WASHINGTON — It’s going to be both a joyous and difficult weekend in Ellicott City as the town commemorates destructive floods from a year ago — restoration efforts will be celebrated, three lost lives remembered and plans to prevent future disasters explored.
“We can’t expect that we can completely mitigate six inches of rain in two hours, but we can do an awful lot to make things a lot better,” Howard County Executive Allan Kittleman said, referring to flooding on July 30, 2016.
Announcing four major flood mitigation projects in the design phase now, Kittleman also noted Wednesday that dozens of smaller projects have been completed, such as placing massive boulders behind the town’s old theater to strengthen sides of a water channel.
Projects expected to begin next year include storm drain improvements along Frederick Road and three stormwater retention facilities throughout the watershed to manage how water flows toward the town.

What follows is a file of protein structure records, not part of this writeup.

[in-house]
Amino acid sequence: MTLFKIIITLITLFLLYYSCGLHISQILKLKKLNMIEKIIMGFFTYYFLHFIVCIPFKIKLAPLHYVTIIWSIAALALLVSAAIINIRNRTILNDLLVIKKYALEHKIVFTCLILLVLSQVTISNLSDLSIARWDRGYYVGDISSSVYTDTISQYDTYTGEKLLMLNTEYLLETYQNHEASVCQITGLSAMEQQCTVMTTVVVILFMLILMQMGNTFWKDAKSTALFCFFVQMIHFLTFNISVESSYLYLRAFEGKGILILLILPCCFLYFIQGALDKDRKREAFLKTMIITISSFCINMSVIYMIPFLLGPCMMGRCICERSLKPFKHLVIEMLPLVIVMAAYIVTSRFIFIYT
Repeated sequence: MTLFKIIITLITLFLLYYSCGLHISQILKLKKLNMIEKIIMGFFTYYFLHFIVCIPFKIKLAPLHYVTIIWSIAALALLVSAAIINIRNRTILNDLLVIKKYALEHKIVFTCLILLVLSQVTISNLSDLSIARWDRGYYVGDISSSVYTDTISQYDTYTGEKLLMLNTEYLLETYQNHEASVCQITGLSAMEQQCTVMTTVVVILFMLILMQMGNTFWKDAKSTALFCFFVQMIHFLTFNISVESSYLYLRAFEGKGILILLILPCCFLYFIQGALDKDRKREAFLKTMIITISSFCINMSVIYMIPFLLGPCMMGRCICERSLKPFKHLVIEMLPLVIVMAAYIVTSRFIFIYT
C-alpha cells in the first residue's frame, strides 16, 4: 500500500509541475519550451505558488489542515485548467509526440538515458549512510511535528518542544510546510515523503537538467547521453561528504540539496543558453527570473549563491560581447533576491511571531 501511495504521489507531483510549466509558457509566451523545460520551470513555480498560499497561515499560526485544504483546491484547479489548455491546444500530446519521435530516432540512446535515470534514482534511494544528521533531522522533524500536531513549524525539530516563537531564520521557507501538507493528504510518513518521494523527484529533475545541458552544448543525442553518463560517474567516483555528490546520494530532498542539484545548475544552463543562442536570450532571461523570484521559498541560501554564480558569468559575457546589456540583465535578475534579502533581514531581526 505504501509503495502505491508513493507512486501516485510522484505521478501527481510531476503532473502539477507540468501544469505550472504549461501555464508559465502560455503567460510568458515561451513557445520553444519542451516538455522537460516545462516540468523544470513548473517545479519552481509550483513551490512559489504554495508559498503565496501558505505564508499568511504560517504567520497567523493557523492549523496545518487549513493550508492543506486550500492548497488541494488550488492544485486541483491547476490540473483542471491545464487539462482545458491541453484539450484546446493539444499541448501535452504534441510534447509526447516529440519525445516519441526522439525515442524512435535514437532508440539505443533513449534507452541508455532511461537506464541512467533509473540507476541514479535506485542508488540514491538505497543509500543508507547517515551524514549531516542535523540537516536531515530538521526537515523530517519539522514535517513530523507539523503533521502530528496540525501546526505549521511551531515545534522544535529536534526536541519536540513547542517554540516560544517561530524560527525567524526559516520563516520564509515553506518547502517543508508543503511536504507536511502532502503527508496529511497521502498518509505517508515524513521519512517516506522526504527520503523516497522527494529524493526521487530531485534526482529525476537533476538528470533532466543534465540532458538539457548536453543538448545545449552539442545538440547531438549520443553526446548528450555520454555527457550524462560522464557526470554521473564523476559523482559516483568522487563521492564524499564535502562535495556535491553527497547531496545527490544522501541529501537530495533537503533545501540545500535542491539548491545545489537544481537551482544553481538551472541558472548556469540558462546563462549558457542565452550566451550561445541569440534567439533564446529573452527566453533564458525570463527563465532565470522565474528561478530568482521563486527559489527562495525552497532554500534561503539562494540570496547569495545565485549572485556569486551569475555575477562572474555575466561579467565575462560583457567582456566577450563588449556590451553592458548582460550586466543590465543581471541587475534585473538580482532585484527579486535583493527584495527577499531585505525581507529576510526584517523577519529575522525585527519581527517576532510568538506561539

“We have an exciting weekend planned for the anniversary,” said Maureen Sweeney-Smith, executive director of Ellicott City Partnership. “Some events will be reverent as we remember three lives lost and the severity of the flood. Some events will be joyful to celebrate our community’s resiliency and recovery.”
Two people died during the flood: 35-year-old Jessica Watsula and 38-year-old Joseph Blevins. On Sept 9, 2016, John Pacylowski, 67, fell off scaffolding working behind a store called Precious Gifts and died. He and his wife had owned the store nearly 25 years at the time of accident.
On Saturday, July 29, Ellicott City Appreciation Day events include the unveiling of the Kiwanis Club new town clock and the planting of three cherry trees representing three lives lost during the flood.
“While it’s going to be an important day and I’m looking forward to it … we also have to realize it’s going to be a very emotional day,” Kittleman said. “Let’s make sure that we understand that and also respect those who may have a difficult time …”